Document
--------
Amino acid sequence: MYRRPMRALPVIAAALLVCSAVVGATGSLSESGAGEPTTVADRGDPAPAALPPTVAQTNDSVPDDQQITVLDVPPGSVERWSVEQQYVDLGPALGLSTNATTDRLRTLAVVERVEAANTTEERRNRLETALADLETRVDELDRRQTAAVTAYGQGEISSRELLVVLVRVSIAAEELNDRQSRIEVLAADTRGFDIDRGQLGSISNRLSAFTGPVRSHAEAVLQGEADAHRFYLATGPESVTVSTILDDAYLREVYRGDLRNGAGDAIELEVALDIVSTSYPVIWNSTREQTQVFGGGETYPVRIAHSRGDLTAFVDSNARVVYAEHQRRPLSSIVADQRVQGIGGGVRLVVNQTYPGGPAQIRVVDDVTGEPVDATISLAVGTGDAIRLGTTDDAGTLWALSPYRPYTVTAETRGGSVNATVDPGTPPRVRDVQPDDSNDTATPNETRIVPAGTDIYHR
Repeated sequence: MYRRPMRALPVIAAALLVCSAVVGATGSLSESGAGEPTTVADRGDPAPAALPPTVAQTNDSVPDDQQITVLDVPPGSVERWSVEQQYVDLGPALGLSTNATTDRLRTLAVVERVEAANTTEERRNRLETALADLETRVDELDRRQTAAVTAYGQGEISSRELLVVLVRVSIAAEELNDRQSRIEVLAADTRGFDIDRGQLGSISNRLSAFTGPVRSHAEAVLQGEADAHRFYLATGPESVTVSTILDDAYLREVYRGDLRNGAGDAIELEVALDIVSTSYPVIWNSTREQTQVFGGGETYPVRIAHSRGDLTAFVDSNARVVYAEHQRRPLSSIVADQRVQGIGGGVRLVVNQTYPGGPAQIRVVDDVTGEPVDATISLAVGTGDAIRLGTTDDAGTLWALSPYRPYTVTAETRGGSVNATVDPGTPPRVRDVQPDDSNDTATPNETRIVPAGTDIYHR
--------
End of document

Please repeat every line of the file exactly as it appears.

Amino acid sequence: MYRRPMRALPVIAAALLVCSAVVGATGSLSESGAGEPTTVADRGDPAPAALPPTVAQTNDSVPDDQQITVLDVPPGSVERWSVEQQYVDLGPALGLSTNATTDRLRTLAVVERVEAANTTEERRNRLETALADLETRVDELDRRQTAAVTAYGQGEISSRELLVVLVRVSIAAEELNDRQSRIEVLAADTRGFDIDRGQLGSISNRLSAFTGPVRSHAEAVLQGEADAHRFYLATGPESVTVSTILDDAYLREVYRGDLRNGAGDAIELEVALDIVSTSYPVIWNSTREQTQVFGGGETYPVRIAHSRGDLTAFVDSNARVVYAEHQRRPLSSIVADQRVQGIGGGVRLVVNQTYPGGPAQIRVVDDVTGEPVDATISLAVGTGDAIRLGTTDDAGTLWALSPYRPYTVTAETRGGSVNATVDPGTPPRVRDVQPDDSNDTATPNETRIVPAGTDIYHR
Repeated sequence: MYRRPMRALPVIAAALLVCSAVVGATGSLSESGAGEPTTVADRGDPAPAALPPTVAQTNDSVPDDQQITVLDVPPGSVERWSVEQQYVDLGPALGLSTNATTDRLRTLAVVERVEAANTTEERRNRLETALADLETRVDELDRRQTAAVTAYGQGEISSRELLVVLVRVSIAAEELNDRQSRIEVLAADTRGFDIDRGQLGSISNRLSAFTGPVRSHAEAVLQGEADAHRFYLATGPESVTVSTILDDAYLREVYRGDLRNGAGDAIELEVALDIVSTSYPVIWNSTREQTQVFGGGETYPVRIAHSRGDLTAFVDSNARVVYAEHQRRPLSSIVADQRVQGIGGGVRLVVNQTYPGGPAQIRVVDDVTGEPVDATISLAVGTGDAIRLGTTDDAGTLWALSPYRPYTVTAETRGGSVNATVDPGTPPRVRDVQPDDSNDTATPNETRIVPAGTDIYHR